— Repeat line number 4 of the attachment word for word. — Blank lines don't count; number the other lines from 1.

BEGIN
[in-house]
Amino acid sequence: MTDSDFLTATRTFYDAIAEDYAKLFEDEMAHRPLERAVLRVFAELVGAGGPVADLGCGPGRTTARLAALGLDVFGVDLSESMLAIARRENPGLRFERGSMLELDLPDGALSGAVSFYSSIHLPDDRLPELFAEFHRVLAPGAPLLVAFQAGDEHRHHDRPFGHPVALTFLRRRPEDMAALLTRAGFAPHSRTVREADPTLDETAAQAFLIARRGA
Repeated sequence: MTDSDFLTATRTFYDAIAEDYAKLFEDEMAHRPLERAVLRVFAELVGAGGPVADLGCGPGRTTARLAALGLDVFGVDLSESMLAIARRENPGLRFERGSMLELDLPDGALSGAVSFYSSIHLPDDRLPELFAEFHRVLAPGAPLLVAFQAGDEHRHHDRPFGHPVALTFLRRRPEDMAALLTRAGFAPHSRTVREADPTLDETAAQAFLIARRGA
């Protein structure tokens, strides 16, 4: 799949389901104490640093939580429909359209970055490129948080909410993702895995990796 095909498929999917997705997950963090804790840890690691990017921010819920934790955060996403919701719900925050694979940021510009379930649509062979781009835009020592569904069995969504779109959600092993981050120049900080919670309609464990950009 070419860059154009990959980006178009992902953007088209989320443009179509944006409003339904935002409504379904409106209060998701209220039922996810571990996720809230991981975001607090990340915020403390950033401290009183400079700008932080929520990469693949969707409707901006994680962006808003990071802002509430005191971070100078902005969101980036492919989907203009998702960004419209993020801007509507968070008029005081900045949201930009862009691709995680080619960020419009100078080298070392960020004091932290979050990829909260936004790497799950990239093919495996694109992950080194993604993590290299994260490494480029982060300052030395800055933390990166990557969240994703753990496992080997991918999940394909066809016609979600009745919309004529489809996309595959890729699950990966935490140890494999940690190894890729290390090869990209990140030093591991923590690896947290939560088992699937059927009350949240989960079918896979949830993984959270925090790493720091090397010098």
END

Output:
């Protein structure tokens, strides 16, 4: 799949389901104490640093939580429909359209970055490129948080909410993702895995990796 095909498929999917997705997950963090804790840890690691990017921010819920934790955060996403919701719900925050694979940021510009379930649509062979781009835009020592569904069995969504779109959600092993981050120049900080919670309609464990950009 070419860059154009990959980006178009992902953007088209989320443009179509944006409003339904935002409504379904409106209060998701209220039922996810571990996720809230991981975001607090990340915020403390950033401290009183400079700008932080929520990469693949969707409707901006994680962006808003990071802002509430005191971070100078902005969101980036492919989907203009998702960004419209993020801007509507968070008029005081900045949201930009862009691709995680080619960020419009100078080298070392960020004091932290979050990829909260936004790497799950990239093919495996694109992950080194993604993590290299994260490494480029982060300052030395800055933390990166990557969240994703753990496992080997991918999940394909066809016609979600009745919309004529489809996309595959890729699950990966935490140890494999940690190894890729290390090869990209990140030093591991923590690896947290939560088992699937059927009350949240989960079918896979949830993984959270925090790493720091090397010098």